AirCare is a purpose-driven mobile app. Since 2020, Jovanovski has focused all his efforts on creating AirCare to drive change and help environmentalists and concerned citizens spread the word about high levels of air pollution around the world.

"We educate people about the problems of air pollution, and empower them to act. We connect them with local NGOs and environmental groups, inform them about local rallies and workshops, and the politicians they can engage with," Jovanovski explains.

Jovanovski is also a co-founder of Green Humane City (Zelen Human Grad), and also secured a seat as an independent in Skopje’s city council local elections in 2021. "I have been an activist for the last eight years, and recently I ran as an independent member of the city council, and I got in!” he says.

Jovanovski has given more than 50 public talks, including a TED talk on air pollution in Skopje, North Macedonia. He has also won many awards, including the 2020 Macedonian Quality award from the President of the Republic, the 2020 Europe’s Best Young Entrepreneur award by the World Summit Awards, as well as a UN global award for his efforts with AirCare.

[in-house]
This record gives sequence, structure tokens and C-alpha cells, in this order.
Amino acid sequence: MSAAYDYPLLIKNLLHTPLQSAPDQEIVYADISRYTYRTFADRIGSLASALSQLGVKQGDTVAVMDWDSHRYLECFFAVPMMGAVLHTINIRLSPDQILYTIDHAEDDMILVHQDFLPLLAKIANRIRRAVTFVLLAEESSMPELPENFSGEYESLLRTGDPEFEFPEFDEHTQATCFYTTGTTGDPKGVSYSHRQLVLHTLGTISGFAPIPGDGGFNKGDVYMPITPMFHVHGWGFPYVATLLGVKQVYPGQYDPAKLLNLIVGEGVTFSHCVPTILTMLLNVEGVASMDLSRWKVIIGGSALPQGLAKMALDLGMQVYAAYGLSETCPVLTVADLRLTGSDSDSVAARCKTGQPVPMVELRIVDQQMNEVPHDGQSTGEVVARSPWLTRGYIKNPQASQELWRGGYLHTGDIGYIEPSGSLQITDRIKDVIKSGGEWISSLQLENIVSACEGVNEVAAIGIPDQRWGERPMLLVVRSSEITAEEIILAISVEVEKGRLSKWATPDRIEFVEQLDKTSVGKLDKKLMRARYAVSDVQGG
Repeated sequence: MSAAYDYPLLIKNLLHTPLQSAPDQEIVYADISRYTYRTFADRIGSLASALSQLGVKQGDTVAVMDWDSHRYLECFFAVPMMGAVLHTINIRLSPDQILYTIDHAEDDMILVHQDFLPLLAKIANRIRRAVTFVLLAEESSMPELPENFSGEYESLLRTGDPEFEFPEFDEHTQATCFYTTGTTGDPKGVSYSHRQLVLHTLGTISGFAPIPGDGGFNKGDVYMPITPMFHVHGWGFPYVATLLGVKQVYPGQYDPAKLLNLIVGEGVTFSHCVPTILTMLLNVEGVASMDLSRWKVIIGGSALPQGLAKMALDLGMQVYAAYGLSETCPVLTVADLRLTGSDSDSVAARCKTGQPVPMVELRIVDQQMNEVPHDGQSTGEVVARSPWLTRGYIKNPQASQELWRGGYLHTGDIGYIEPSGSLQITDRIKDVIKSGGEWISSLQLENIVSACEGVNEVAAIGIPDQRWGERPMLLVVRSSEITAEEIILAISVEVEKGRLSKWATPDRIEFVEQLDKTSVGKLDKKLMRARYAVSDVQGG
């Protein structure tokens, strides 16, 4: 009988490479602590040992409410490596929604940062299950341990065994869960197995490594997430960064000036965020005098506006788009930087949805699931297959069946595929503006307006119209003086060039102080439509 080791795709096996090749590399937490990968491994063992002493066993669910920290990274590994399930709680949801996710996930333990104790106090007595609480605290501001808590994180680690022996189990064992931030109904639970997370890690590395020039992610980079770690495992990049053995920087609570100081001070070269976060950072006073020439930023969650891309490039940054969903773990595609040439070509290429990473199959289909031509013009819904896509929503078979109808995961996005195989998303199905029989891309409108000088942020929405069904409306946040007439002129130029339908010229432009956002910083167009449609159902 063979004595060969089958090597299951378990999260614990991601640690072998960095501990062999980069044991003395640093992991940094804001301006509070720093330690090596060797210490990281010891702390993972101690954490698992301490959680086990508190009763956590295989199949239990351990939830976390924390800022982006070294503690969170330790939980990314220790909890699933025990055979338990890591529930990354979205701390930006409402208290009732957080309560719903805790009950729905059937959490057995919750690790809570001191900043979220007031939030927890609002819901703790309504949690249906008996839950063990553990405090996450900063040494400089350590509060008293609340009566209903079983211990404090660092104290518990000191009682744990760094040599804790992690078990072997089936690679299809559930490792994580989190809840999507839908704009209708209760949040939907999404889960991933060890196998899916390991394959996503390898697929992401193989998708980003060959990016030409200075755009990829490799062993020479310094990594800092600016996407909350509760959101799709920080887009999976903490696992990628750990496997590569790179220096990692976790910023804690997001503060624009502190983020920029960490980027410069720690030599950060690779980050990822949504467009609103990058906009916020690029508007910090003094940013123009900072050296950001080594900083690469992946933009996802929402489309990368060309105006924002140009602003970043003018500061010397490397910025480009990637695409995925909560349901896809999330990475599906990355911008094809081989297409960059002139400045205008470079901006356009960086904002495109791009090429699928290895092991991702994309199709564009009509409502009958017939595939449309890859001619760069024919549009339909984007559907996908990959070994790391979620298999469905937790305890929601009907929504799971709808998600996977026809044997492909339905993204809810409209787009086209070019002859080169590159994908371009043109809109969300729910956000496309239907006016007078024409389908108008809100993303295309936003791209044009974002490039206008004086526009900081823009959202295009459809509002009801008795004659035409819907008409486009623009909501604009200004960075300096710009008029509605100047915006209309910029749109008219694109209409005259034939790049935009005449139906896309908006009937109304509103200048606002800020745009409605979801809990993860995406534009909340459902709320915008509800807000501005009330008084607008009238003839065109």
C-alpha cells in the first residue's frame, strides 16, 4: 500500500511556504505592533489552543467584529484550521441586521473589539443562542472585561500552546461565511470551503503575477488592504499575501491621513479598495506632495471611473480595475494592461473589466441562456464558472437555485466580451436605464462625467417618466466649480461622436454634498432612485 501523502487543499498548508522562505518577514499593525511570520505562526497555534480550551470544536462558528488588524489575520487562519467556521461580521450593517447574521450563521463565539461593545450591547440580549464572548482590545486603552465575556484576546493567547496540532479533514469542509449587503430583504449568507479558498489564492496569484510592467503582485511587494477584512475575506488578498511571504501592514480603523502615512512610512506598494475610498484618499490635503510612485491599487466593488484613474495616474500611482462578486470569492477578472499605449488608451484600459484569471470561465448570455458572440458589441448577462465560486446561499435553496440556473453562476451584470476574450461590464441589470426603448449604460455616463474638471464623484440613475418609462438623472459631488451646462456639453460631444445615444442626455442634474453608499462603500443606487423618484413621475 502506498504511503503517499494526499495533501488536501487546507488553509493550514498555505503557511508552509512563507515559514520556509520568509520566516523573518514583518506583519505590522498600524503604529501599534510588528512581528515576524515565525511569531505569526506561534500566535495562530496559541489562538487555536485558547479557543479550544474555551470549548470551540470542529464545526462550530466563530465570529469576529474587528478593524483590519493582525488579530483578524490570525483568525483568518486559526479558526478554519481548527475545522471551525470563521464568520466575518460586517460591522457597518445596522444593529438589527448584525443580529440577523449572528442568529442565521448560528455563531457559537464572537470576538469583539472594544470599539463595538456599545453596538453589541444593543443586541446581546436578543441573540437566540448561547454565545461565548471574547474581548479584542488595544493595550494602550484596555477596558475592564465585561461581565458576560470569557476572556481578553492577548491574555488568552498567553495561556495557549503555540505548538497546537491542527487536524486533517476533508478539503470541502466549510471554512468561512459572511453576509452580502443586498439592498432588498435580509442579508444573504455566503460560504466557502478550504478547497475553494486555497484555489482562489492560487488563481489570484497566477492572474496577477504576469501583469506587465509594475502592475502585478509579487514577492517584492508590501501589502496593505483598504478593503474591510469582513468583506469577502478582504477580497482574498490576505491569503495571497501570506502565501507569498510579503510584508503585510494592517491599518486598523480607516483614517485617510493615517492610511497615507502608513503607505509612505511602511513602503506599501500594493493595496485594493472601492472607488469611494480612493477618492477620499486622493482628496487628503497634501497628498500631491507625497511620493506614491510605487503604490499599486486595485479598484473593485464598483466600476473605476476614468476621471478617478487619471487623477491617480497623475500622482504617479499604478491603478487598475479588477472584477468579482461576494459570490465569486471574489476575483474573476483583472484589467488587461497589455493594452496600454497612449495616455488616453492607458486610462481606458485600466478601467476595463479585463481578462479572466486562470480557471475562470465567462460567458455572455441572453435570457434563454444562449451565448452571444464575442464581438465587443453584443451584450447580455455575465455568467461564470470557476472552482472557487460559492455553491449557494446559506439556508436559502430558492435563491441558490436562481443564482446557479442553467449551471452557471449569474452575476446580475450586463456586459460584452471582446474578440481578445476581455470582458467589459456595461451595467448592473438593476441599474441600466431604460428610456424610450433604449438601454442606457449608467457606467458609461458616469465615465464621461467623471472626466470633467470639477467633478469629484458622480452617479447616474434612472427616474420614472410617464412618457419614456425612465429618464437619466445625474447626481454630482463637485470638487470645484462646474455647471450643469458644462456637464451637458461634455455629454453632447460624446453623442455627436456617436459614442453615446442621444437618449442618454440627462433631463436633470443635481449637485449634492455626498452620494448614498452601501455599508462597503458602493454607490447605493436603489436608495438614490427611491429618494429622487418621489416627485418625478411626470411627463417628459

Gorjan Jovanovski is featured in the World Intellectual Property Day Youth Gallery.

AirCare app informs about the quality of air people
breathe. (Photo: Courtesy of AirCare)

About AirCare

AirCare is a mobile app that helps people know how good or bad the air quality is in their country. The app aims to inform every citizen about the quality of air that they breathe, helping raise awareness and inspire action.

  • Available on Android, iOS and online
  • Downloaded over 500.000 times
  • First version launched in December 2014
  • Uses open data to display air pollution
  • Has over 12,000 measuring stations from more than 30 networks around the world
  • Available in 40+ countries in North America, Europe, Asia and Australia